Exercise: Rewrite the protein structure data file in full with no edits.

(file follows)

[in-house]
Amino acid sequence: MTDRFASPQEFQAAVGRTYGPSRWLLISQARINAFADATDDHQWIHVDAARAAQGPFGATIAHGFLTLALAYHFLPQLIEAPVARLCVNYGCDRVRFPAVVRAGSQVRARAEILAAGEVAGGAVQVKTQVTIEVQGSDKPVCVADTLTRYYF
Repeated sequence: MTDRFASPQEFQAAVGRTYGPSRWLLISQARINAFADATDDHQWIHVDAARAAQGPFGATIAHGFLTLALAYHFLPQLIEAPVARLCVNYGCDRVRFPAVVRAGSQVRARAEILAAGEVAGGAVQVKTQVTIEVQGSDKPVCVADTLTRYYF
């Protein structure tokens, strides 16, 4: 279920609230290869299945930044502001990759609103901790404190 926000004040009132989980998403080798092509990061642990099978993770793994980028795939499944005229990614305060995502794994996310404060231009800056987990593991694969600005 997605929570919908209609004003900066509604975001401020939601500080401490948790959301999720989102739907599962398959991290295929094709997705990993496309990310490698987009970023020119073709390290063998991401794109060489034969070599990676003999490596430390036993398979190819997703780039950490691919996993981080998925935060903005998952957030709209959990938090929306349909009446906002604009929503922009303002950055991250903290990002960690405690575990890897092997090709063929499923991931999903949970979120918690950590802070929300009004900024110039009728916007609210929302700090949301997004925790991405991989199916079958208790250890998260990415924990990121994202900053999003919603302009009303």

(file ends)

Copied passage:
[in-house]
Amino acid sequence: MTDRFASPQEFQAAVGRTYGPSRWLLISQARINAFADATDDHQWIHVDAARAAQGPFGATIAHGFLTLALAYHFLPQLIEAPVARLCVNYGCDRVRFPAVVRAGSQVRARAEILAAGEVAGGAVQVKTQVTIEVQGSDKPVCVADTLTRYYF
Repeated sequence: MTDRFASPQEFQAAVGRTYGPSRWLLISQARINAFADATDDHQWIHVDAARAAQGPFGATIAHGFLTLALAYHFLPQLIEAPVARLCVNYGCDRVRFPAVVRAGSQVRARAEILAAGEVAGGAVQVKTQVTIEVQGSDKPVCVADTLTRYYF
């Protein structure tokens, strides 16, 4: 279920609230290869299945930044502001990759609103901790404190 926000004040009132989980998403080798092509990061642990099978993770793994980028795939499944005229990614305060995502794994996310404060231009800056987990593991694969600005 997605929570919908209609004003900066509604975001401020939601500080401490948790959301999720989102739907599962398959991290295929094709997705990993496309990310490698987009970023020119073709390290063998991401794109060489034969070599990676003999490596430390036993398979190819997703780039950490691919996993981080998925935060903005998952957030709209959990938090929306349909009446906002604009929503922009303002950055991250903290990002960690405690575990890897092997090709063929499923991931999903949970979120918690950590802070929300009004900024110039009728916007609210929302700090949301997004925790991405991989199916079958208790250890998260990415924990990121994202900053999003919603302009009303």